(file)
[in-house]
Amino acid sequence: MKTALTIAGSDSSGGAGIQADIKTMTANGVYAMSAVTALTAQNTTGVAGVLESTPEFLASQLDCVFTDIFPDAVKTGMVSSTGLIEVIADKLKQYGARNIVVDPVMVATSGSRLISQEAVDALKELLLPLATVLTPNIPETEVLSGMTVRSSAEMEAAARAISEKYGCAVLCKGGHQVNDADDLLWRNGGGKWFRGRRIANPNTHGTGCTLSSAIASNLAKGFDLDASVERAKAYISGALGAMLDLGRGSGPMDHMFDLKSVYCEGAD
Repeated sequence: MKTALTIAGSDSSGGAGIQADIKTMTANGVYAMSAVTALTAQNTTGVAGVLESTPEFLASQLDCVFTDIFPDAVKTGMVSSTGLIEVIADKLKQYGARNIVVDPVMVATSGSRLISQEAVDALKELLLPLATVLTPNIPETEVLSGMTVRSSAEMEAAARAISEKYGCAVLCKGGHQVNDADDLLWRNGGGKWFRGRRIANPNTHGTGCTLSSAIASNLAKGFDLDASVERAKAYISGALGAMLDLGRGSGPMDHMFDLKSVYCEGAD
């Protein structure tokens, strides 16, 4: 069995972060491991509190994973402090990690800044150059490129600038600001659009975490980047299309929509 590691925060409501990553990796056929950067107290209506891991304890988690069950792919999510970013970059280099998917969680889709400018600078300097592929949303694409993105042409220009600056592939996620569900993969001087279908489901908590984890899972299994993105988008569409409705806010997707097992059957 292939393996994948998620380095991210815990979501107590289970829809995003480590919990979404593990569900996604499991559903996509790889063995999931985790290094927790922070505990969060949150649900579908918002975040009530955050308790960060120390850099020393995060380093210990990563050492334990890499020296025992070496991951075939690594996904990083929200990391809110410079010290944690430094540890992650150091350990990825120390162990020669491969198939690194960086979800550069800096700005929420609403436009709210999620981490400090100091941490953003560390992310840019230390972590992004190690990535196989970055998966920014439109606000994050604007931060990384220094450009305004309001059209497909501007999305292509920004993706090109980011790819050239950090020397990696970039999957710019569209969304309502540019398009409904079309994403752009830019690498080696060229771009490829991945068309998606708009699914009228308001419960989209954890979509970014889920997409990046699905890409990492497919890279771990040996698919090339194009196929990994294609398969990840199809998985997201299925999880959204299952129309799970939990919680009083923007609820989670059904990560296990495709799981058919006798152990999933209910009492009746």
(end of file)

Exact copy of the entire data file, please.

[in-house]
Amino acid sequence: MKTALTIAGSDSSGGAGIQADIKTMTANGVYAMSAVTALTAQNTTGVAGVLESTPEFLASQLDCVFTDIFPDAVKTGMVSSTGLIEVIADKLKQYGARNIVVDPVMVATSGSRLISQEAVDALKELLLPLATVLTPNIPETEVLSGMTVRSSAEMEAAARAISEKYGCAVLCKGGHQVNDADDLLWRNGGGKWFRGRRIANPNTHGTGCTLSSAIASNLAKGFDLDASVERAKAYISGALGAMLDLGRGSGPMDHMFDLKSVYCEGAD
Repeated sequence: MKTALTIAGSDSSGGAGIQADIKTMTANGVYAMSAVTALTAQNTTGVAGVLESTPEFLASQLDCVFTDIFPDAVKTGMVSSTGLIEVIADKLKQYGARNIVVDPVMVATSGSRLISQEAVDALKELLLPLATVLTPNIPETEVLSGMTVRSSAEMEAAARAISEKYGCAVLCKGGHQVNDADDLLWRNGGGKWFRGRRIANPNTHGTGCTLSSAIASNLAKGFDLDASVERAKAYISGALGAMLDLGRGSGPMDHMFDLKSVYCEGAD
């Protein structure tokens, strides 16, 4: 069995972060491991509190994973402090990690800044150059490129600038600001659009975490980047299309929509 590691925060409501990553990796056929950067107290209506891991304890988690069950792919999510970013970059280099998917969680889709400018600078300097592929949303694409993105042409220009600056592939996620569900993969001087279908489901908590984890899972299994993105988008569409409705806010997707097992059957 292939393996994948998620380095991210815990979501107590289970829809995003480590919990979404593990569900996604499991559903996509790889063995999931985790290094927790922070505990969060949150649900579908918002975040009530955050308790960060120390850099020393995060380093210990990563050492334990890499020296025992070496991951075939690594996904990083929200990391809110410079010290944690430094540890992650150091350990990825120390162990020669491969198939690194960086979800550069800096700005929420609403436009709210999620981490400090100091941490953003560390992310840019230390972590992004190690990535196989970055998966920014439109606000994050604007931060990384220094450009305004309001059209497909501007999305292509920004993706090109980011790819050239950090020397990696970039999957710019569209969304309502540019398009409904079309994403752009830019690498080696060229771009490829991945068309998606708009699914009228308001419960989209954890979509970014889920997409990046699905890409990492497919890279771990040996698919090339194009196929990994294609398969990840199809998985997201299925999880959204299952129309799970939990919680009083923007609820989670059904990560296990495709799981058919006798152990999933209910009492009746």